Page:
Review / The still-merry ‘Widow’ is ageing well

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Lana Jones and artists of Australian Ballet. Photo by Daniel Boud

WHEN Robert Helpmann conceived this version of “The Merry Widow” for The Australian Ballet in 1975, he created the jewel in the crown of the company’s repertoire, an enduring and popular work which has become a modern classic.

The company toured “The Merry Widow” through the US in 1976, with Margot Fonteyn as guest artist in the role of Hanna, and though the ballet has been revived several times by the company since then, this particular revival is part of artistic director, David McAllister’s 2018 program celebrating works created for the company.

Indeed, McAllister himself first danced in this ballet in 1985 and will perform the role of Njegus in Canberra during this season.

Set in Paris during the Belle Époque, with gorgeous Art Nouveau settings and costumes by Desmond Heeley and a lush score devised by John Lanchbery from Franz Lehar’s music for the operetta of the same name, “The Merry Widow” depicts the connivings of members of the Pontevedrian Embassy to marry off its wealthiest citizen, Hanna Glawari, to a compatriot in an effort to save the country from bankruptcy. The revelation that the intended match, the dashing Count Danilo, once broke Hanna’s heart puts the cat among the pigeons and joyful mayhem ensues in a succession of delightful plot twists.

In a thrilling star performance, Lana Jones transcended technique to create an elegant, glamorous Hanna Glawari, dancing with impeccable phrasing and imbuing her acting with just the right touch of wry humour to captivate her audience and her dashing Danilo, Adam Bull, wonderfully funny in his attempts to resist his inevitable seduction.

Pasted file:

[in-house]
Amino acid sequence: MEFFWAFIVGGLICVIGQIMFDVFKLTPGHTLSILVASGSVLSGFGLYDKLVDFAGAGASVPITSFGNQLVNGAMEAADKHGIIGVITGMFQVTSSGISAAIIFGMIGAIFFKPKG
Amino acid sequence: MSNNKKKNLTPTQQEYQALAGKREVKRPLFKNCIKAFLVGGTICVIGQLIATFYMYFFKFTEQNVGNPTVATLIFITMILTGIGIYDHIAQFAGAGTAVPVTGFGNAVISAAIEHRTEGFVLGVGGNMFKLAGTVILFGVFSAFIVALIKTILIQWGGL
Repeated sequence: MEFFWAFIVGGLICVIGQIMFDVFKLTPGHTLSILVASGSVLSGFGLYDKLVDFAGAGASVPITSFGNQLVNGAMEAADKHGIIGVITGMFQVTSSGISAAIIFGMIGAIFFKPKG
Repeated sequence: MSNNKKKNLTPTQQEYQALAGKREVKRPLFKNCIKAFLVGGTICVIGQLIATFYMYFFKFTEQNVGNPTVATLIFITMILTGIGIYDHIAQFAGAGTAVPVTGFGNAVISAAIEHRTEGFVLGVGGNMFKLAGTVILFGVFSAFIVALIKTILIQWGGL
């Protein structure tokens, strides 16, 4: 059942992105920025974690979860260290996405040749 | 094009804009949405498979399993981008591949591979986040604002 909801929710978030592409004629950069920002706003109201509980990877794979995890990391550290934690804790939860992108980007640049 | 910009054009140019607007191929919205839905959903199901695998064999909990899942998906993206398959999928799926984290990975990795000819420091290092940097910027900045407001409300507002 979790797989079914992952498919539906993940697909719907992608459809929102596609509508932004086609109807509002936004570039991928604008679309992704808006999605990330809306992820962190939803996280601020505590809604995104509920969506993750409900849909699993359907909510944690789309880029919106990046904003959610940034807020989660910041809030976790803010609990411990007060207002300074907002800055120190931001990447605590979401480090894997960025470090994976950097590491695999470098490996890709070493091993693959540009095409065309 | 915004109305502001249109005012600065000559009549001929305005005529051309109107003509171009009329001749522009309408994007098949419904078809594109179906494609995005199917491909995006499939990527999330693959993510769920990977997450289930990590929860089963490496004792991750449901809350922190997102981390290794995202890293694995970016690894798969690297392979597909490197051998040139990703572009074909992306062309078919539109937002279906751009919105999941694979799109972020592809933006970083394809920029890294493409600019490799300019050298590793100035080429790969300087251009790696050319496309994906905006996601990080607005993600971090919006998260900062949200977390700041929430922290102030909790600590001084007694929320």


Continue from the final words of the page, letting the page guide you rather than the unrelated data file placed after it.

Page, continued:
“The Merry Widow” performed by The Australian Ballet. Photo by Daniel Boud

Real-life husband and wife, Ako Kondo and Chengwu Guo, delighted as the young wife and her suitor who are constantly thwarted in their efforts to engage in an adulterous affair. It was a particular joy to see 83-year-old Colin Peasley still stealing belly-laughs or being heartbreakingly poignant as the cuckolded Baron Mirko Zeta in the role he created in the original production in 1975.

The obvious care with which this production has been remounted was evident in the precision of the dancing of the many spectacular ensemble dances and the relish with which the many cameo roles were interpreted, among which Franco Leo (Njegus), Brett Simon (Kromow) Brodie James(Pritschitsch), Marcus Morelli (Pontevedrian Dancer) and Luke Marchant (Maître d’) were standouts.

Adding icing to this delicious concoction was the performance of John Lanchbery’s intoxicating score which has rarely sounded better than as performed on this occasion by Orchestra Victoria under the exuberant baton of Simon Thew.

She may be in her forties, but at her 427th performance, “The Merry Widow” is carrying her age well.

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